- The Washington Times - Tuesday, September 7, 2004

JERUSALEM — Russia is turning for help against terrorism to a country with long experience, signing a memorandum with Israel yesterday pledging the two countries will work more closely in fighting the scourge.

The increased sophistication of the terrorists in Chechnya and growing signs of an Arab role in last week’s school attack in Beslan, Russia — where 120 victims were buried yesterday — appear to have overcome Moscow’s concerns about offending its Arab allies by cooperating with Israel.

Funeral processions jammed the rain-filled streets of Beslan on the first of two days of official mourning yesterday, while other anguished parents searched for missing children. At least half of the more than 330 dead in explosions and a shootout Friday at the school are children.

Reports from Moscow suggested the attackers — many of them Arabs — were able to hide explosives and weapons in the school during the summer while posing as construction workers.

An Israeli spokesman said yesterday’s memorandum with Russia aimed to “encourage in every possible way the development of broad bilateral, regional and multilateral cooperation in fighting international terrorism.”

Israeli radio said cooperation is expected to move quickly into operational areas, with exchanges of intelligence information, mutual visits by anti-terror teams and the joint development of models for dealing with different kinds of terror threats.

A spokesman for Prime Minister Ariel Sharon said he and Russian President Vladimir Putin agreed in a telephone conversation Sunday on continued cooperation on matters relating to security, intelligence and humanitarian issues.

“We must concentrate our political and intelligence efforts to destroy terror,” Mr. Sharon was reported to have said.

Russian authorities were reeling at the realization that the attack in Beslan had been planned for months and that the terrorists had been able to smuggle explosives into the school virtually under the noses of police, who had a station 200 yards away.

The terrorists acted after having determined that the school was due for renovations to its gymnasium floor, the Itar-Tass news agency quoted a law-enforcement official as saying.

“The bandits were able to bring into the school a large quantity of weapons, ammunition, equipment and explosives, under the guise of planks, cement and other building material, enough to defend the seized place for a long period,” the official said.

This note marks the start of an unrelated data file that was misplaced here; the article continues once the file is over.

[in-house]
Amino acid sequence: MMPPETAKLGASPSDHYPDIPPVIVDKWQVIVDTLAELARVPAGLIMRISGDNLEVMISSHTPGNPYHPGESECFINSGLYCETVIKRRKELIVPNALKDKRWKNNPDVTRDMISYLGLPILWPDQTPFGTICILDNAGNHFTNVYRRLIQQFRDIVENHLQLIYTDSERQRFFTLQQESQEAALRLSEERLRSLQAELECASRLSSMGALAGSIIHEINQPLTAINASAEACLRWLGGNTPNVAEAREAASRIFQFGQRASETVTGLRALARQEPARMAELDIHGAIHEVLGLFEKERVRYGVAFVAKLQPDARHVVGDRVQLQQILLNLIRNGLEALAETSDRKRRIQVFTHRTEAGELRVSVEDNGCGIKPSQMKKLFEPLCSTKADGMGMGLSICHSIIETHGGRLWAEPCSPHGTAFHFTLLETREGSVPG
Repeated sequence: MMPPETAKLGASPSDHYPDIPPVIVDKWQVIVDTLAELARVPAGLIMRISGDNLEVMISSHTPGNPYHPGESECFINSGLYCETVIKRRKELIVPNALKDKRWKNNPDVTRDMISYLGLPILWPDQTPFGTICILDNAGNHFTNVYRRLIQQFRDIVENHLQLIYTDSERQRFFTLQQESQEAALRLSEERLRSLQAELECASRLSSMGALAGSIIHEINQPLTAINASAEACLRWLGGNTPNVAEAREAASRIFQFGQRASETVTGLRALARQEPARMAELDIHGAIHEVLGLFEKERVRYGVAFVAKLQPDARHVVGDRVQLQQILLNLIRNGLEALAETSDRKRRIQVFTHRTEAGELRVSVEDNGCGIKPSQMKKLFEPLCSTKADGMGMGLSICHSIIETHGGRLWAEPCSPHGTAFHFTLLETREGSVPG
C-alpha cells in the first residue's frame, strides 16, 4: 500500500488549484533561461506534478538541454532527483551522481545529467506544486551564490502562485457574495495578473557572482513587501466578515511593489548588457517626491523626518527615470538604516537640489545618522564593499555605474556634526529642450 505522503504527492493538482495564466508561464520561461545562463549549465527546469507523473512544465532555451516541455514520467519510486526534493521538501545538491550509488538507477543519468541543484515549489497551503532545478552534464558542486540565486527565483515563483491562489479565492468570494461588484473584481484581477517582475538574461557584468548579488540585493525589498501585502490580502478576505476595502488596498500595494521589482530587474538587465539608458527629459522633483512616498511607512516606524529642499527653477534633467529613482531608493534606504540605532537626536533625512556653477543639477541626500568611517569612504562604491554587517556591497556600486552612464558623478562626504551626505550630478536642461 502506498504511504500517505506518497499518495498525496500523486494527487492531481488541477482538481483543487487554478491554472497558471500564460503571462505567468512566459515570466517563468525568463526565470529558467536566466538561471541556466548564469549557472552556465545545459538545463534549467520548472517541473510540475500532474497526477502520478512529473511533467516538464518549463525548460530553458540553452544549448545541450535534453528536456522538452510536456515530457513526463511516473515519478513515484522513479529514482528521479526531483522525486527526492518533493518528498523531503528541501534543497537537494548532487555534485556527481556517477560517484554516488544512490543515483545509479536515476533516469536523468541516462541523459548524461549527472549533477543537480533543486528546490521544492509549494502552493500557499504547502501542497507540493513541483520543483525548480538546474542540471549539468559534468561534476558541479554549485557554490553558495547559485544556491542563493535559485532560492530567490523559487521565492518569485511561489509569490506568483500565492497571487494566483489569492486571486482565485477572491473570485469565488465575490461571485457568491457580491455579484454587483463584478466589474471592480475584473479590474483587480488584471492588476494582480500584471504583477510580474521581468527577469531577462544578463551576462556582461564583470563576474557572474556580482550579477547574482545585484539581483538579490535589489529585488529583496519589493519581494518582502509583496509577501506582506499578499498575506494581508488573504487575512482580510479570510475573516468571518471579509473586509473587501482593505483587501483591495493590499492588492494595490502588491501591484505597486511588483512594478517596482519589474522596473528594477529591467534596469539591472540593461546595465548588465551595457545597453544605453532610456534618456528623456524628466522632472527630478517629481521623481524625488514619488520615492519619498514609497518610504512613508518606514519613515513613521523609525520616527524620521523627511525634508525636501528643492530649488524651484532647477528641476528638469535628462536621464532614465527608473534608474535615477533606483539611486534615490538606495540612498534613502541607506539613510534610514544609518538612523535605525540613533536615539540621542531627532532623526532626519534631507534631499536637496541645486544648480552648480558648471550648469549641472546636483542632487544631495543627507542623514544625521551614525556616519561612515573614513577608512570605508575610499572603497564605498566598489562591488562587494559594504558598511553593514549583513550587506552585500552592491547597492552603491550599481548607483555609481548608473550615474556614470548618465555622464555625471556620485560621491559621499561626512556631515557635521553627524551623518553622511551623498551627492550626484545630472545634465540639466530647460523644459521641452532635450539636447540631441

Other reports have suggested al Qaeda-linked terrorists may have taken charge of the Chechen insurgency, sidelining indigenous leaders such as fugitive Chechen leader Aslan Maskhadov. As many as 10 of those involved in last week’s attack were Arabs, Russian officials said.

In Jerusalem, Russian Foreign Minister Sergey Lavrov, who signed the cooperation memorandum with Foreign Minister Silvan Shalom during a long-scheduled visit yesterday, welcomed Mr. Sharon’s offer of help while striving to hold the door open to Russia’s Arab allies.

“We appreciate the very strong readiness of the Israeli people to help Russia at this hour, and this will certainly strengthen the counterterrorist coalition these days,” Mr. Lavrov said.

But, he said, “I believe the key to the solution of the problem is to bring all countries to fight terror, and I can assure you that in addition to our very close counterterrorist cooperation with Israel we have similar counterterrorist cooperation with Arab countries.”

Russia’s acceptance of Israeli help was seen in Jerusalem as a vindication of its own tough policies against the Palestinians. Many think Mr. Putin was speaking of Israel when he called on Saturday for a national mobilization against terror.

“Events in other countries,” Mr. Putin said, “have shown that terrorists meet the most effective resistance in places where they not only encounter the state’s power, but also find themselves facing an organized and united civil society.”

Israel’s ability to cope with terror during the past four years of the Palestinian intifada, despite close to 1,000 deaths, is regarded as impressive by many in Russia.

Israel would like to win Russia’s support for the barrier it is building on the West Bank to guard against infiltration into Israel, as well as for the frequently harsh measures it takes in the Palestinian territories to suppress militants.

Israeli officials said lessons learned by their country in the battle against terror could be useful to Russia.

In 1974, Palestinian gunmen infiltrating from Lebanon took over a high school in northern Israel with students inside and issued demands for the release of prisoners being held by Israel.

Israeli special forces broke into the building, and in the ensuing battle 21 students and the gunmen were killed.

This article is based in part on wire service reports.


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